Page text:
- BDC reticle: this one contains a series of reference points along the vertical axis of a reticle that shows the bullet’s flight path.
Which one you choose is a matter of preference. Some people hate BDC reticles, for instance, while others love them.
4. Rifle Scope Turrets
Turrets are there to properly set up the rifle and let the shooter know where the bullet will impact. Keep in mind that they don’t change the bullet’s path but simply inform the shooter of the landing position.
Turrets are basically knobs that you can turn left or right to adjust the reticle up and down (elevation knob) or left and right (windage knob), to set your rifle’s zero.
Using the elevation turret is necessary because the wind resistance slows down the bullet, causing it to drop down due to the Earth’s gravitational pull. Naturally, this is more common when you’re shooting over long distances.
Now, you can try to hold the reticle above the target to compensate for that effect, but the elevation turret is a much simpler solution.
Similar to the elevation knob, the windage turret is used to navigate the reticle left and right. Wind doesn’t only slow the bullet down, but also moves it a bit to the left or right. You can easily correct that with a windage turret.
The elevation turret is located on the top of the scope, while the windage turret is located on the right-hand side of the scope.
Parallax is an effect you see when your reticle sort of bobs around as you move your head. Obviously, this will ultimately lead to missed shots and blurriness. Now, there are a couple of ways to fix this issue:
- Parallax turret: this turret is optional and is located on the left-hand side of the scope;
- Adjustable objective: this is basically a ring that you can twist to remove parallax;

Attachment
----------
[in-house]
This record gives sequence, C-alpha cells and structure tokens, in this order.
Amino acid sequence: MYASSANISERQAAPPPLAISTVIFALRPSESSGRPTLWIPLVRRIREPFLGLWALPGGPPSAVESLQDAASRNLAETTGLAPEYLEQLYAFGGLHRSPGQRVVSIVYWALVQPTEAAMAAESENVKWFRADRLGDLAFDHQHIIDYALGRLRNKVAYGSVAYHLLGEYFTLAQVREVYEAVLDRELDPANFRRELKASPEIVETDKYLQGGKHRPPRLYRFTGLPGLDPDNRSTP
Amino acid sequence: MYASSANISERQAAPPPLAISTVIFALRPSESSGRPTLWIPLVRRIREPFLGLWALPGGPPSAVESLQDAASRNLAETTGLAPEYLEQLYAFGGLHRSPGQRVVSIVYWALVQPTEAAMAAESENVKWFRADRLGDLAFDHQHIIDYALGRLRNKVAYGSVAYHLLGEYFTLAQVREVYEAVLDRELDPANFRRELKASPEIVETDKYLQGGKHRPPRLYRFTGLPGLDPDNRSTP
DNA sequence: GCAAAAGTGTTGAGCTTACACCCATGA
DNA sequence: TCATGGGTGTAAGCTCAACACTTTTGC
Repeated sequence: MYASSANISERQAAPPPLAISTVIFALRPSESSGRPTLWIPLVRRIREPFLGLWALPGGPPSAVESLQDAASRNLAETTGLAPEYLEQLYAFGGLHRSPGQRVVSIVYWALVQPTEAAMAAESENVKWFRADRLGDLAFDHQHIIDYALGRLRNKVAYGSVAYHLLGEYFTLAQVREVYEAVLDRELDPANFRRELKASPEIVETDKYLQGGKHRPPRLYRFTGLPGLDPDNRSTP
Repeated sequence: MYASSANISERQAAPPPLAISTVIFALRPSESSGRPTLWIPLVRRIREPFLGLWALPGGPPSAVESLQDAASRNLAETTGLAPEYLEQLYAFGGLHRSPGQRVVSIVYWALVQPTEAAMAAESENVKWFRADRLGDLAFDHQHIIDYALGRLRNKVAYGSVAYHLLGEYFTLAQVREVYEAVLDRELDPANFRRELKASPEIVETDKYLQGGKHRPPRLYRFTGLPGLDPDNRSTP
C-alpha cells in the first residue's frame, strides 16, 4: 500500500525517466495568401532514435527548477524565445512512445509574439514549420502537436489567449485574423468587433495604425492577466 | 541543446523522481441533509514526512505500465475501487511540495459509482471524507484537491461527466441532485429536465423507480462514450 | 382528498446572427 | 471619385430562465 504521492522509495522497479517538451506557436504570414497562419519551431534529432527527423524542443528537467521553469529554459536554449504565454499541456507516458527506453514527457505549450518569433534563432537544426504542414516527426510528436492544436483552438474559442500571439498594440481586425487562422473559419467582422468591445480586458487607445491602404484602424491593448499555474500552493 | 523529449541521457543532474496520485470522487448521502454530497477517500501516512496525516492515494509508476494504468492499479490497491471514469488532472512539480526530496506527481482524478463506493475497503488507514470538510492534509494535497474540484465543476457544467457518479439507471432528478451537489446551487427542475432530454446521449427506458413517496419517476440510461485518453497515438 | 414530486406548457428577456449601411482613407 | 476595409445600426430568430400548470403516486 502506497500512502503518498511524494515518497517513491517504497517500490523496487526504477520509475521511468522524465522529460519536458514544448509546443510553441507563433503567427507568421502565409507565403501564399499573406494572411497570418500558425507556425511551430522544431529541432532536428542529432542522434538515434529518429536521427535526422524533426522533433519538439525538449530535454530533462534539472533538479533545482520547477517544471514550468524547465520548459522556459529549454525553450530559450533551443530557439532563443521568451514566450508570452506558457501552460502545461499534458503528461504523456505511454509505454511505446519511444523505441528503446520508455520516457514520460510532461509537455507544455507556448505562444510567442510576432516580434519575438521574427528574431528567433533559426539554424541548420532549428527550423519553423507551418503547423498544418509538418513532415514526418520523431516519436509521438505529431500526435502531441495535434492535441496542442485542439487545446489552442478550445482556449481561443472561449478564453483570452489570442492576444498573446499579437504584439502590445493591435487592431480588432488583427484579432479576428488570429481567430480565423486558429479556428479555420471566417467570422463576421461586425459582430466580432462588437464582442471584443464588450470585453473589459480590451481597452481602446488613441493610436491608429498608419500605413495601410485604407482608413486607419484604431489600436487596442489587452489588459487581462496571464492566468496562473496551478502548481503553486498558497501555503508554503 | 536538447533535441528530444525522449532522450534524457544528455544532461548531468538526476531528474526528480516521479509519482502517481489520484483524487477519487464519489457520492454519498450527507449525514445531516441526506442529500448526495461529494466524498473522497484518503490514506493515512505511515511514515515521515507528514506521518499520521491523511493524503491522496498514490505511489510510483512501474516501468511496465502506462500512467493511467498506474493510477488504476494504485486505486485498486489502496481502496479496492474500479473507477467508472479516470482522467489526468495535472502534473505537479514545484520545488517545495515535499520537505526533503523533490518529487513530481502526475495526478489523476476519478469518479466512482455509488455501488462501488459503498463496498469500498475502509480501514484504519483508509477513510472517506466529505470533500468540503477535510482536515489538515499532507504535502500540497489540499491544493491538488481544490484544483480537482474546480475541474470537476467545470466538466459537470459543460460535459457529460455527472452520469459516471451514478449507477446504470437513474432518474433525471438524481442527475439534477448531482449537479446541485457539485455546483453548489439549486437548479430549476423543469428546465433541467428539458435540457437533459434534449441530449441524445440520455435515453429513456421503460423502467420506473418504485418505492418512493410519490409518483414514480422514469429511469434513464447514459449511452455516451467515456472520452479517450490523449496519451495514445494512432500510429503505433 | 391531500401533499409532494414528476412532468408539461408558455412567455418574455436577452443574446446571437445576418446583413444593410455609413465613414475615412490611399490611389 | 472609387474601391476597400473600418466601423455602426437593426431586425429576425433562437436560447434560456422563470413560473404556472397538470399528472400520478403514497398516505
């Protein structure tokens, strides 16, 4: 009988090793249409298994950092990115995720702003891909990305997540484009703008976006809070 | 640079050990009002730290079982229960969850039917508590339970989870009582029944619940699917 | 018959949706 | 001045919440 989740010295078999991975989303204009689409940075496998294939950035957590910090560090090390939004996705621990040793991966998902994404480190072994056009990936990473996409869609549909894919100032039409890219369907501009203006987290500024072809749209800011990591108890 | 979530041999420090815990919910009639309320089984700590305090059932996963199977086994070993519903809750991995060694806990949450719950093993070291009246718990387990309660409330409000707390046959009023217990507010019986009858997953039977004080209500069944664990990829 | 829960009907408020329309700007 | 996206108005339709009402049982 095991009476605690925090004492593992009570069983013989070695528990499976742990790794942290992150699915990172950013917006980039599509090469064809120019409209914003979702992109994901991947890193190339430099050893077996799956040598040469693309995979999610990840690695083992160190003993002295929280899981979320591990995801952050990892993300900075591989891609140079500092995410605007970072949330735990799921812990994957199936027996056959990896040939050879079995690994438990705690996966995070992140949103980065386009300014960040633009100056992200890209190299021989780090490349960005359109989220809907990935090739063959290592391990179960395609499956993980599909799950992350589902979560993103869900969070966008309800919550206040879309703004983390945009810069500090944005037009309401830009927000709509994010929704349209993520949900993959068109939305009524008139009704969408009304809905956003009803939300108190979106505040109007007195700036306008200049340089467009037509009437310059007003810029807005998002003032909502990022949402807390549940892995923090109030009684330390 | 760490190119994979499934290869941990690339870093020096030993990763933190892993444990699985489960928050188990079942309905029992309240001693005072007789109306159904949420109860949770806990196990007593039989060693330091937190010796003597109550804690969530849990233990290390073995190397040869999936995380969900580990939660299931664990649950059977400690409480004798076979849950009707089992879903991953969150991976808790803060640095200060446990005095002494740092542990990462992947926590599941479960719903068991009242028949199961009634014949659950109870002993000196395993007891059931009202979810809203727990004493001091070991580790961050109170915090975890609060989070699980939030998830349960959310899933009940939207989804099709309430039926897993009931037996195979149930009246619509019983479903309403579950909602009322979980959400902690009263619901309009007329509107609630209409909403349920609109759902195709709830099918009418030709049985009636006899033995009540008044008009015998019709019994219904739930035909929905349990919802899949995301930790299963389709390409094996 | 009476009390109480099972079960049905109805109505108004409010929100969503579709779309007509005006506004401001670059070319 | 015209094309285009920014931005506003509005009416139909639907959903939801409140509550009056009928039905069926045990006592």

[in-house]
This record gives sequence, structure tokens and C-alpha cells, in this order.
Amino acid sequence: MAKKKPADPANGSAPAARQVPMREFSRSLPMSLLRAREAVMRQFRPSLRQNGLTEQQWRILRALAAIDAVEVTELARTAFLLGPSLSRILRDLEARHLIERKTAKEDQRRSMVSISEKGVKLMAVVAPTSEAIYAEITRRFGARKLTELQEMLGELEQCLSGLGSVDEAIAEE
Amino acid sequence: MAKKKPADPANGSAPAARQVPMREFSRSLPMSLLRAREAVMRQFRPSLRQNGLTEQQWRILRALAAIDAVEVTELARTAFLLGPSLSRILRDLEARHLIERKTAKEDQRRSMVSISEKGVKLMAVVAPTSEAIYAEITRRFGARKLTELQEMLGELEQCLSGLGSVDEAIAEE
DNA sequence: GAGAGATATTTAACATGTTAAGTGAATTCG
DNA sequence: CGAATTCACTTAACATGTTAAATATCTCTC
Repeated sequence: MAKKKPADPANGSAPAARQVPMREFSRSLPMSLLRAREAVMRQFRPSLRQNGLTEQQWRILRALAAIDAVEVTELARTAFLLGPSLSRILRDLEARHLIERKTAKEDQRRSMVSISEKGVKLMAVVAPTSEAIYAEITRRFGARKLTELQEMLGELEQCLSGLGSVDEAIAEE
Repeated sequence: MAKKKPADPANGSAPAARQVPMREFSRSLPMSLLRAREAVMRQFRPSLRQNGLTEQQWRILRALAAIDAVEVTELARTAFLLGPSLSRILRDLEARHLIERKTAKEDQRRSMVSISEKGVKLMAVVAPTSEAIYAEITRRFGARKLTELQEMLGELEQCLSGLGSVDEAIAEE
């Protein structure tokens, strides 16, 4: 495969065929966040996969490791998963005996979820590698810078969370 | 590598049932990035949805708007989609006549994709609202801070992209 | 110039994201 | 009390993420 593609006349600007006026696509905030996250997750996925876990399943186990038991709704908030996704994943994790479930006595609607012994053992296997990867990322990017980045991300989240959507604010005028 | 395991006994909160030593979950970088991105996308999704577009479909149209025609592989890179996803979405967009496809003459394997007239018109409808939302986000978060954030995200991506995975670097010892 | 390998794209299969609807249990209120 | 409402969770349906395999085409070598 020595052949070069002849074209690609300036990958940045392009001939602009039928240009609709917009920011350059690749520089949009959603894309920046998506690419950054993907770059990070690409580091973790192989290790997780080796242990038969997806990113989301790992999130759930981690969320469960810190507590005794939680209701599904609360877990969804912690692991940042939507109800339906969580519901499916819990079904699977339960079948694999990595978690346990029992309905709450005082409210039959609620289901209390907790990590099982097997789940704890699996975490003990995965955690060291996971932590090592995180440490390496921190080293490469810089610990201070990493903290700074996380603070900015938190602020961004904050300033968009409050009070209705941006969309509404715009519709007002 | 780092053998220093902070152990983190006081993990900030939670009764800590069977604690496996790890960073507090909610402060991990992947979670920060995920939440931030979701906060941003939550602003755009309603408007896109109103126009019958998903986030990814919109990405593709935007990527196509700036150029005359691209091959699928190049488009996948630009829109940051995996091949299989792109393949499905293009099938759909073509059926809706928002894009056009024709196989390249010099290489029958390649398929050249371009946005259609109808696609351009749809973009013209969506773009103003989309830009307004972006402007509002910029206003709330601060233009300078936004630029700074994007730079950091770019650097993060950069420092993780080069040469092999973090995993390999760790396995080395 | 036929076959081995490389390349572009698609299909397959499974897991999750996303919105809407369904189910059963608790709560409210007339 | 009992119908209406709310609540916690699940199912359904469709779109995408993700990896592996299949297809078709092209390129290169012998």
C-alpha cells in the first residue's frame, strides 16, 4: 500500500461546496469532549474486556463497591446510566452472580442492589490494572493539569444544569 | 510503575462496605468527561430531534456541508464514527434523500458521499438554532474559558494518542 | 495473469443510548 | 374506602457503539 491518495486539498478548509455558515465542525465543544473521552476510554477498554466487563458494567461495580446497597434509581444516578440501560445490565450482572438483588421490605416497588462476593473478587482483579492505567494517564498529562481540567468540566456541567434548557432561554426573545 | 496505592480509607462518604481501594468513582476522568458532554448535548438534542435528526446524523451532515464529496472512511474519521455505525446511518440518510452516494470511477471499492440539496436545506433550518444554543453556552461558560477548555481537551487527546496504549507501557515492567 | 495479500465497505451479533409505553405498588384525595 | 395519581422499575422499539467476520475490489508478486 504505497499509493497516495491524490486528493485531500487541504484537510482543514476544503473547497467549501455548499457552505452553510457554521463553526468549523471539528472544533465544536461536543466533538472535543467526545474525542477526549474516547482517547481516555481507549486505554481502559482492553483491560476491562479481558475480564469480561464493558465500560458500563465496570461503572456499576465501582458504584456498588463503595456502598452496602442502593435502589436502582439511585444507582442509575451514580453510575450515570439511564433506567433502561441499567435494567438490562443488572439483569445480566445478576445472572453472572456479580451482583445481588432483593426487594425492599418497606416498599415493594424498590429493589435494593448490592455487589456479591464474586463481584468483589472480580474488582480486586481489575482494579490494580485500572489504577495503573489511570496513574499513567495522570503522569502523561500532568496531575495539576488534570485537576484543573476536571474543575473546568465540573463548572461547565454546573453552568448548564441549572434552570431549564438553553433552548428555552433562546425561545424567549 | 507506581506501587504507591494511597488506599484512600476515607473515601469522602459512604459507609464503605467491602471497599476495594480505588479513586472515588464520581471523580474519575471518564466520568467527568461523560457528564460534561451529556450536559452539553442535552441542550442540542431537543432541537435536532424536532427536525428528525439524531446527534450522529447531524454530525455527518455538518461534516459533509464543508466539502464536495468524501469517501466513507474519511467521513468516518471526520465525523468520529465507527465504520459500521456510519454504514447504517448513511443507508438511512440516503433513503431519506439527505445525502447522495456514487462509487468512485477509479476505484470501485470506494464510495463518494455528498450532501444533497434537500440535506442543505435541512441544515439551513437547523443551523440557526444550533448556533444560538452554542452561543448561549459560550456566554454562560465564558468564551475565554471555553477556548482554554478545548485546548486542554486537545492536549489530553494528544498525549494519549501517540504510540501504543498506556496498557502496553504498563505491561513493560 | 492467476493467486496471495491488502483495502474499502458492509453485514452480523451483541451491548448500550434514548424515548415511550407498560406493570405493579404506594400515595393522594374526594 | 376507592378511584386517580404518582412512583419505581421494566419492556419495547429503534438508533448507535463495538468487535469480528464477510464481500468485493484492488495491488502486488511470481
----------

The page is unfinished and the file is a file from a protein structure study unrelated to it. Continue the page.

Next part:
- Factory–set: most manufacturers also include automatic parallax adjustments and it’s usually set at about 150 ft to 300 ft.
A factory-set option is the best one, but other options also work if your manufacturer doesn’t include this feature.
6. First Focal Plane and Second Focal Plane
There are two reticle designs in terms of focal plane: first focal plane and second focal plane.
Traditional hunting rifles usually have a second focal plane. In this case, the reticle is placed behind the magnification adjustment. Because of that, your reticle will remain the same size regardless of how much you magnify your target.
The biggest advantage is that the reticle is always visible, no matter how far your target is. There is also one big disadvantage to second focal planes – if you’re using a BDC reticle, the values you see won’t be accurate in all magnification settings, but only one that is usually high-power.
First focal planes, on the other hand, are located at front of the magnification adjustment which means that the size of the reticle will move along with the magnification adjustment.
This means that the reticle can sometimes become extremely small due to the magnification setting, which can be difficult to see. But, those trajectory lines are now always accurate, regardless of the magnification setting.
Some manufacturers have started experimenting a bit and are now creating dual focal plane reticles, which include both first focal plane and second focal plane reticles.
To Sum Up
There are multiple features you should have in mind when choosing the best scope – the objective lens diameter and the number of coatings on it, the magnification options, types of reticles, the degree of parallax, and choosing between a first focal plane and a second focal plane.
A great scope is even more valuable than a great gun, which is why we advise you to spend a bit more money to ensure better results. We promise you that you won’t regret it.